The Penguin and the Human

The Magellanic Penguin is one of the smallest of its kind, with a height of 44 cm and a weight of 4 kg. Their live expectancy is about 15 years, and during the reproduction period they daily swim up to 50 kilometers from the coast in search  of food which thye obtain diving as deep as 80 meters. They feed on sardines, mackerel, squid, hake, sea bass and octopus.

The first sailors who came to the coast of South America in the 16th century described the penguins as “ducks with atrophied wings that nested the ground in large colonies”. The sailors found in this bird a huge source of food; the penguins couldn’t run away from the hunter therefore those people could get dozen of them in a very short time plus steal all their eggs to fill the pantries of the boats.

Later and also nowadays, due to the massive fox and puma hunting (carry out only by the personal interest of humans, as these carnivores eat their cattle) the penguins have ceased to have a natural predator and so have established large colonies, such as the Punta Tombo penguin colony and Cabo Vírgenes in Argentina.

These beautiful birds have a well-marked biological cycle:

  1. September: the couples arrive to the colonies and the males begin the construction of the nests.
  2. October: The courting, copulation and laying of eggs take place
  3. November: the adults take turns hatching the eggs and going on search of food at sea.
  4. December: the chicks are born and both parents feed them regurgitating food already digested
  5. January: parents take turns to feed and protect the chicks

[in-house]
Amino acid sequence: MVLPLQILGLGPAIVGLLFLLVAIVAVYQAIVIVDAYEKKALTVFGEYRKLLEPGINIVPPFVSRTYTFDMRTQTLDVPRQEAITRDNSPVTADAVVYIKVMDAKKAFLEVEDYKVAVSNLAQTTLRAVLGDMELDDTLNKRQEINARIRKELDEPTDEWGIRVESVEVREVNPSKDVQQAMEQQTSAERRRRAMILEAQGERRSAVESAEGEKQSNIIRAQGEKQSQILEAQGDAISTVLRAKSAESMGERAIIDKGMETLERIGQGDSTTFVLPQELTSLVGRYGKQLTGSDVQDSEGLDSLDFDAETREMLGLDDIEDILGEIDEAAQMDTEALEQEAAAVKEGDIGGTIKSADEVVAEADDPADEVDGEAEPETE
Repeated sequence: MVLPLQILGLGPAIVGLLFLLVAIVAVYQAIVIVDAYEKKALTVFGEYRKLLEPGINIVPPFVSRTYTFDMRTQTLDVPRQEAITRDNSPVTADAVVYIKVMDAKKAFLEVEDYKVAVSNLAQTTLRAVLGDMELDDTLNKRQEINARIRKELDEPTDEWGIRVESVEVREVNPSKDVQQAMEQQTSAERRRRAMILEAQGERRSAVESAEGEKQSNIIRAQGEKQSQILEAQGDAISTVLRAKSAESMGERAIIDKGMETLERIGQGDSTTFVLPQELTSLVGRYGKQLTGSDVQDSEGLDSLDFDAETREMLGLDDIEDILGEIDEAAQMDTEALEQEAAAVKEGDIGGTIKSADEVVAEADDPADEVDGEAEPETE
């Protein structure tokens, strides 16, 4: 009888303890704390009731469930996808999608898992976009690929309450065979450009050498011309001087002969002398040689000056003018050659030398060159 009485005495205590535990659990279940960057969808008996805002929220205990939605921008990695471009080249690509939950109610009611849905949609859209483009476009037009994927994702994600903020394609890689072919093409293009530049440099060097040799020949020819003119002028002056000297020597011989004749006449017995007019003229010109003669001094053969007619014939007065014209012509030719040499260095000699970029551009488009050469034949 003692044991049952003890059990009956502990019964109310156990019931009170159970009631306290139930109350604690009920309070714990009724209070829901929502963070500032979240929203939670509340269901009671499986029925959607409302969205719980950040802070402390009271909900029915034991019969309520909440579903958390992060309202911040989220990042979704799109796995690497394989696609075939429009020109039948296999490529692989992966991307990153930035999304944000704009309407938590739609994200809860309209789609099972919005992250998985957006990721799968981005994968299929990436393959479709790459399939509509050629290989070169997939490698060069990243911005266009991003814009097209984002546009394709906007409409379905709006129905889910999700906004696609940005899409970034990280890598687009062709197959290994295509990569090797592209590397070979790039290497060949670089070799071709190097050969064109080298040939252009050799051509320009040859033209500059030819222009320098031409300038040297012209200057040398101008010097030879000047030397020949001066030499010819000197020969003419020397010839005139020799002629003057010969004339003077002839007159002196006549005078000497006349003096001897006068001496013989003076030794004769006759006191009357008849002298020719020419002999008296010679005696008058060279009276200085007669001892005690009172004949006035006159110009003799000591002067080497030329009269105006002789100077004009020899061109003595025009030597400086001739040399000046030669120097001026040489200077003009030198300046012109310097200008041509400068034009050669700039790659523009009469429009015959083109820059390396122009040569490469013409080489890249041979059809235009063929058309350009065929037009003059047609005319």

6. February: The pigeons need more food, it force both parents to leave the nest and go out in search of food
  7. March: chicks begin to leave the nest and meet or gather with each other chicks in gorups. At the end of the same month they leave their parents and get into the sea.
  8. April: with the chicks out of the colony adults come to their annual moult of feathers.
  9. May to August: all the penguins migrate north following the cold Malvinas Colony. They live and feed in the high sea.

For courtship, penguins move their heads and move rhythmically following each other in circles and emitting sounds very similar to the braying of donkeys.

The laying of the eggs is carried out with less than a week apart between one egg and the other, and during 40 days both members of the couple take turns to incubate them an also to go to the sea search of food.  At this moment, when one of the pair leave the nest, is when you can see fights to preserve the nest and even the couple.

At the end of January the chicks are almost as big as the parent, but their grayish plumage is still not waterproof, so they cannot get into the sea in search of food, and they remain dependent on their parents, waiting for his plumage to take the black-and-white color that is characteristic of the species.

This is when the chicks need more food, which means that both parents have to go out to the sea. In order not to leave the chicks alone, parents grouped with others, forming what is known as “nursery”, where only a few adults take care of all the small. When parents return to the coast they have to recognize their pigeons, how do they do it? by means of vocalizations and different sounds.

Already with a proper plumage chicks make their first forays into the sea, while the parents start changing their feathers in order to be able to cope with the low temperatures of the waters.

With the arrival of autumn the whole colony get ready to spend the winter in the sea, searching for food in the edge of the continental shelf, performing a migration toward the north and arriving to the latitude of southern Brazil.

During this time the penguins have to cope with the action of man; the massive food poisoning by hydrocarbons, oil spills, liquid from the cleaning of ships, massive fishing and a bunch of other things.

In order not to damage the species it is important to maintain or keep a distance from them, especially when they are in the breeding season, otherwise the human satisfaction to get too close to them can scare them, forcing the parents to leave the nests trying to run away from us, leaving their own unprotected and entering the other couples nest by mistake, which will result in fights or the trampling of eggs.

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